Charles Stutz Quits

This image of race driver Charles Stutz was originally published in the Sunday, March 20, 1910 Indianapolis Star. It was part of  a special supplemental section about the upcoming March 28 Indianapolis Automobile Show presented by the Indianapolis Automobile Trade Association (IATA). Key features of the event were the Floral Parade, contests at the Indianapolis Motor Speedway and concluding banquet at the Denison Hotel.
Stutz was a reasonably well known driver at the time and hometown favorite as he lived in Indianapolis. He was the cousin to Harry Stutz who was chief engineer at Marion but would soon establish the Indianapolis car manufaturer that was his namesake - Stutz. The "IMS" letter sweater he is pictured in was presented to him by the Speedway presented  to commemorate his participation in its opening auto races before it became "the Brickyard."
During this time period much was made of the dangers of motor racing. It was part of the appeal but it also garnered outrage. This was especially true in Indianapolis in the wake of the tragic first races at the Indianapolis Motor Speedway. Stutz must have weighed these concerns and came to the conclusion that he should retire from driving race cars.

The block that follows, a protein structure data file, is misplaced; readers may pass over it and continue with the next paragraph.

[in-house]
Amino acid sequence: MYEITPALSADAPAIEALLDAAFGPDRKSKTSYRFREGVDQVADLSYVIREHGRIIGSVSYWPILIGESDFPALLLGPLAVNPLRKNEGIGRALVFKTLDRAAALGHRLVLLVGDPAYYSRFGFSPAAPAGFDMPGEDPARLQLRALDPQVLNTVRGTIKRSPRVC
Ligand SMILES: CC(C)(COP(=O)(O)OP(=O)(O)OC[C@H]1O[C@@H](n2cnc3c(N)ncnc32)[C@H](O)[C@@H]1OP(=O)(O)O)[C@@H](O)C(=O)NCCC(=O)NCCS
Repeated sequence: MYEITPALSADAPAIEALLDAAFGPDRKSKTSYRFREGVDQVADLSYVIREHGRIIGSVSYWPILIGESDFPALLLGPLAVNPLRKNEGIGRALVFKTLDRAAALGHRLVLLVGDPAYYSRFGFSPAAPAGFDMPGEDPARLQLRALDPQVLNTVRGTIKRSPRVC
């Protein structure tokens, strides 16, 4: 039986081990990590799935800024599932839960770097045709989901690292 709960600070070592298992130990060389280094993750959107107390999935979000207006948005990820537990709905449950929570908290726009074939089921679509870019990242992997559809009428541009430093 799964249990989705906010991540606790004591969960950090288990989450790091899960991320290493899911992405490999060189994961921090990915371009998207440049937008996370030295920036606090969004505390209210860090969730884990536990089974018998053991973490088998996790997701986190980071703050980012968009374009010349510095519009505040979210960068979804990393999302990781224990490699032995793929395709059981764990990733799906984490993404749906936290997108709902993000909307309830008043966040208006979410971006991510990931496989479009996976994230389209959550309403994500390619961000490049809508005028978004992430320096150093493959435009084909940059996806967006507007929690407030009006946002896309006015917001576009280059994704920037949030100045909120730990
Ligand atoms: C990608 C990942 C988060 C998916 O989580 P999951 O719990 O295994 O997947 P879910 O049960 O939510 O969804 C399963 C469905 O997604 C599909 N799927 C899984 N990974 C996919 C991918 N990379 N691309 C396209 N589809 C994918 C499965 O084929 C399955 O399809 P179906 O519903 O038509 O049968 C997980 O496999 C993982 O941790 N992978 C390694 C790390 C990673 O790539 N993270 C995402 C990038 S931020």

The copy associated with the picture read as follows: "(There he lies!) is an expression Charles Stutz, driver of Marion race cars, declares persons can not have a chance to say about him. He has quit the motor car racing game because of its risks. Mr. Stutz lives in this city and last year competed in several speed contests, but has never has a serious accident."

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